Canada’s recent decision to prohibit cruise ships from operating in Canadian waters until 2022 is set to have a major impact on Alaska’s tourism industry. On the Kenai Peninsula, that impact will be felt most heavily in the City of Seward, which has historically relied on summer cruise ship passengers to maintain its economy.
Seward Mayor Christy Terry said Saturday that she was concerned about how the city would adapt to another summer without cruise ships. Sales tax revenue for Seward was down by about 75% last year, primarily because the COVID-19 pandemic prevented the cruise ship industry from operating in any real capacity in 2020, she said.
“Hearing again that we aren’t going to have cruise ships, we know that this is going to be another summer where we’re really relying on our in-state tourists to make up the difference. And I must say, Alaska really came through for us (last year). We had campgrounds that were at full capacity. We had an awesome fishing season. Our harbor was full. People were going to the SeaLife Center and eating locally at our restaurants.”
Terry said that while the increase in Alaskans coming to Seward is welcome, it is not expected to make up for the loss of cruise ship passengers. Between 2007 and 2016, Seward saw an average of about 153,000 cruise ship visitors every year, according to data from Alaska’s Department of Commerce, Community and Economic Development available on the Kenai Peninsula Economic Development District’s website.
Kat Sorensen, communications director for the Seward Chamber of Commerce, said Saturday that the cruise ship traffic brings a lot of money to Seward’s harbor in ways that in-state tourists do not.
“It’s a different sort of economic impact,” Sorensen said. “When a cruise ship comes in, they’re refueling at the fuel docks with Shoreside, they’re giving longshoremen work, they’re injecting all of that money into the city, and there’s no equivalent to that from independent travelers.”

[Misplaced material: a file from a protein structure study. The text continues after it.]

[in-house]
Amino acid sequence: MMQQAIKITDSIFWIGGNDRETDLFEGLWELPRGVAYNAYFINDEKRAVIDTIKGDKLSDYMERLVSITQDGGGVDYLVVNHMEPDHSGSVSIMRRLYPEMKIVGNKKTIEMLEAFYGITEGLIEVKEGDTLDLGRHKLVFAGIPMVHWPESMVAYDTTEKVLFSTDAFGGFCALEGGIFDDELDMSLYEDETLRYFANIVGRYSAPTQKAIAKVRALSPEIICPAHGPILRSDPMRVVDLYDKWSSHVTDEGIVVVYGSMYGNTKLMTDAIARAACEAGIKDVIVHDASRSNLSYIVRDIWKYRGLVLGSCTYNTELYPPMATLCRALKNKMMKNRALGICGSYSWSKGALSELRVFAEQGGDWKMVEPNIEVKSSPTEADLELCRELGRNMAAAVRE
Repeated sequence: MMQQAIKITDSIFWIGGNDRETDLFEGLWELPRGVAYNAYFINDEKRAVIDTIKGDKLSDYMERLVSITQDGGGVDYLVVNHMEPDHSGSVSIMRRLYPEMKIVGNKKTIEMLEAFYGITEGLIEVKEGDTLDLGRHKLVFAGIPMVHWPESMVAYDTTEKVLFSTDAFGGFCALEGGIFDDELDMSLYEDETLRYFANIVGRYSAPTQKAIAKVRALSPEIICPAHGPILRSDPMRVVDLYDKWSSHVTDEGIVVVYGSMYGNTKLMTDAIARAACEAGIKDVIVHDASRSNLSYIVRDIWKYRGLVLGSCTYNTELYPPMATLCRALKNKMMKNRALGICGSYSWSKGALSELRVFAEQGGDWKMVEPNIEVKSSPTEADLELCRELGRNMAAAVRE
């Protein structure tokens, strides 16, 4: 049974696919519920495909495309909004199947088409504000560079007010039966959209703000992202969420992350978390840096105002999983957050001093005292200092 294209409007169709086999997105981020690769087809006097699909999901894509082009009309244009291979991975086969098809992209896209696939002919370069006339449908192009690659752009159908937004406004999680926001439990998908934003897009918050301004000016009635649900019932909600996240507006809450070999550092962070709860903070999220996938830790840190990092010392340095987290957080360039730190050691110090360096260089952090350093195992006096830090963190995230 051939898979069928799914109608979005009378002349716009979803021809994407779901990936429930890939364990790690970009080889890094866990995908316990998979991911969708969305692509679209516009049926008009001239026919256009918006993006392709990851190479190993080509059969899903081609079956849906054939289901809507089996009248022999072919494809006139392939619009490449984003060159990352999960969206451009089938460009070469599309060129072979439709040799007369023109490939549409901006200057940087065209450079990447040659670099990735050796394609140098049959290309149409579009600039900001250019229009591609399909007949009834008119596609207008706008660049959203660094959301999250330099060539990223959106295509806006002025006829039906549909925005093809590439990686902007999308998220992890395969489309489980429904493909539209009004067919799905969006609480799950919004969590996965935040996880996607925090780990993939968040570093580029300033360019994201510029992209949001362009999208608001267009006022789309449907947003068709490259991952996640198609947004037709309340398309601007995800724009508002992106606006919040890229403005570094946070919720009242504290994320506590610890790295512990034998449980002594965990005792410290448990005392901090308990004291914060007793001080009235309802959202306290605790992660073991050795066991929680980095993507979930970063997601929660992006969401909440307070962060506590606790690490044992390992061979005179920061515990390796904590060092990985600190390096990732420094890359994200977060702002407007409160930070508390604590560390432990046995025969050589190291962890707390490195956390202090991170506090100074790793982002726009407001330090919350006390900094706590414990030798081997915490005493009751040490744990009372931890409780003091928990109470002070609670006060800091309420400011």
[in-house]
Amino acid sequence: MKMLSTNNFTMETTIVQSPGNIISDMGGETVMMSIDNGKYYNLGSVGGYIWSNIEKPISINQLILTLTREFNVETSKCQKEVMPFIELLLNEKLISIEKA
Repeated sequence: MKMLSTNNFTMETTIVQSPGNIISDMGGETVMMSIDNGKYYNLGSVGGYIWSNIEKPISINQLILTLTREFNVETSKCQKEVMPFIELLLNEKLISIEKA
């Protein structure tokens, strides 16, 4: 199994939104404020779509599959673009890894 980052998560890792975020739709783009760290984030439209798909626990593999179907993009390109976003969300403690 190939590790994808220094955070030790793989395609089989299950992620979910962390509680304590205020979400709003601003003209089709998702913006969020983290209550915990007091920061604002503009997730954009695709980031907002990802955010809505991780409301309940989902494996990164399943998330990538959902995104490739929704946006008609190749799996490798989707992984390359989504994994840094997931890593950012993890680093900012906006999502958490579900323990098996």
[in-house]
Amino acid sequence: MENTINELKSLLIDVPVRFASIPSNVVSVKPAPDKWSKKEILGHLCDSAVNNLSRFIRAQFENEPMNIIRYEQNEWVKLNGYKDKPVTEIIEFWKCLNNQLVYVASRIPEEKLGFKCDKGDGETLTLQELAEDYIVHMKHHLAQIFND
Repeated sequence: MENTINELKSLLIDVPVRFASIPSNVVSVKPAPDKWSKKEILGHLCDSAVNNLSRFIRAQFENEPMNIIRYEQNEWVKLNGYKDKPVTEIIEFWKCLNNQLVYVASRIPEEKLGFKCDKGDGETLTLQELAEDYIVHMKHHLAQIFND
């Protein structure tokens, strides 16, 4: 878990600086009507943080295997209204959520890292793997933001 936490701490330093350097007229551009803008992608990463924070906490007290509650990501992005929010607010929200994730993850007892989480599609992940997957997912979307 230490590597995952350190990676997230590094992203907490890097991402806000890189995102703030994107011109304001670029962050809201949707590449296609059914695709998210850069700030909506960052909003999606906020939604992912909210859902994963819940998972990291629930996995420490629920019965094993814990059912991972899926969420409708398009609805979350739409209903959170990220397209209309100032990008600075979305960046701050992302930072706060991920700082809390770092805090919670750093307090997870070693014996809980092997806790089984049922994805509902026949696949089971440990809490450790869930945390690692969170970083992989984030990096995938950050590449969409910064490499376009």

Terry also said she is hopeful that Alaska’s congressional delegation and the State of Alaska could potentially find a solution that would bring the cruise ships back.
“We definitely know it’s going to be another hard season,” Terry said. “I know the congressional delegation and the governor are both working different angles and possibilities and we really hope that those are going to be successful.”
Canadian Minister of Transport Omar Alghabra’s announced Thursday that cruise vessels would be banned in all Canadian waters until Feb. 28, 2022. Later that evening, Alaska’s Congressional Delegation — which consists of Sens. Lisa Murkowski and Dan Sullivan as well as Rep. Don Young —issued a press release calling the decision “unacceptable” and saying that they would seek a solution through legislation, if necessary.
“Canada’s announcement to ban all cruise sailings carrying 100 people or more traveling through Canadian waters, without so much as a courtesy conversation with the Alaska Delegation, is not only unexpected — it is unacceptable — and was certainly not a decision made with any consideration for Alaskans or our economy. We expect more from our Canadian allies,” the delegation wrote in the Feb. 4 press release.